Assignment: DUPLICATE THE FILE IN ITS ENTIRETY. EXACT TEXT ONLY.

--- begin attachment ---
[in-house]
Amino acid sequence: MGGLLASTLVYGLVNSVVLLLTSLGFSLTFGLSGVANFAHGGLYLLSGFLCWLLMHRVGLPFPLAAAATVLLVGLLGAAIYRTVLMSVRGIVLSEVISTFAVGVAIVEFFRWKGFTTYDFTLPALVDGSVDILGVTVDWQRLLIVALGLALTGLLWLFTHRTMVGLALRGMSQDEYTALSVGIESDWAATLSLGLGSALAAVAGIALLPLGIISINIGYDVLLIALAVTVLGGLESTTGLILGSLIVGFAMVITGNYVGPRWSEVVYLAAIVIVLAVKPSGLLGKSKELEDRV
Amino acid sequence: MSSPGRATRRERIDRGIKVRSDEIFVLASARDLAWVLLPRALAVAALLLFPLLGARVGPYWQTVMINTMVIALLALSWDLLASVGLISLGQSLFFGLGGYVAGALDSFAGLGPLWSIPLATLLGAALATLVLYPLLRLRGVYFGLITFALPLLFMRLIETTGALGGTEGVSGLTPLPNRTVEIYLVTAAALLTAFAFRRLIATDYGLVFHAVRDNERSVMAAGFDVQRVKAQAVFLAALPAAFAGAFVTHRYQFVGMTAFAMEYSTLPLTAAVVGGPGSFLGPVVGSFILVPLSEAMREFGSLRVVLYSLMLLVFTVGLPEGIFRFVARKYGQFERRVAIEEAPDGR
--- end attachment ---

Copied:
[in-house]
Amino acid sequence: MGGLLASTLVYGLVNSVVLLLTSLGFSLTFGLSGVANFAHGGLYLLSGFLCWLLMHRVGLPFPLAAAATVLLVGLLGAAIYRTVLMSVRGIVLSEVISTFAVGVAIVEFFRWKGFTTYDFTLPALVDGSVDILGVTVDWQRLLIVALGLALTGLLWLFTHRTMVGLALRGMSQDEYTALSVGIESDWAATLSLGLGSALAAVAGIALLPLGIISINIGYDVLLIALAVTVLGGLESTTGLILGSLIVGFAMVITGNYVGPRWSEVVYLAAIVIVLAVKPSGLLGKSKELEDRV
Amino acid sequence: MSSPGRATRRERIDRGIKVRSDEIFVLASARDLAWVLLPRALAVAALLLFPLLGARVGPYWQTVMINTMVIALLALSWDLLASVGLISLGQSLFFGLGGYVAGALDSFAGLGPLWSIPLATLLGAALATLVLYPLLRLRGVYFGLITFALPLLFMRLIETTGALGGTEGVSGLTPLPNRTVEIYLVTAAALLTAFAFRRLIATDYGLVFHAVRDNERSVMAAGFDVQRVKAQAVFLAALPAAFAGAFVTHRYQFVGMTAFAMEYSTLPLTAAVVGGPGSFLGPVVGSFILVPLSEAMREFGSLRVVLYSLMLLVFTVGLPEGIFRFVARKYGQFERRVAIEEAPDGR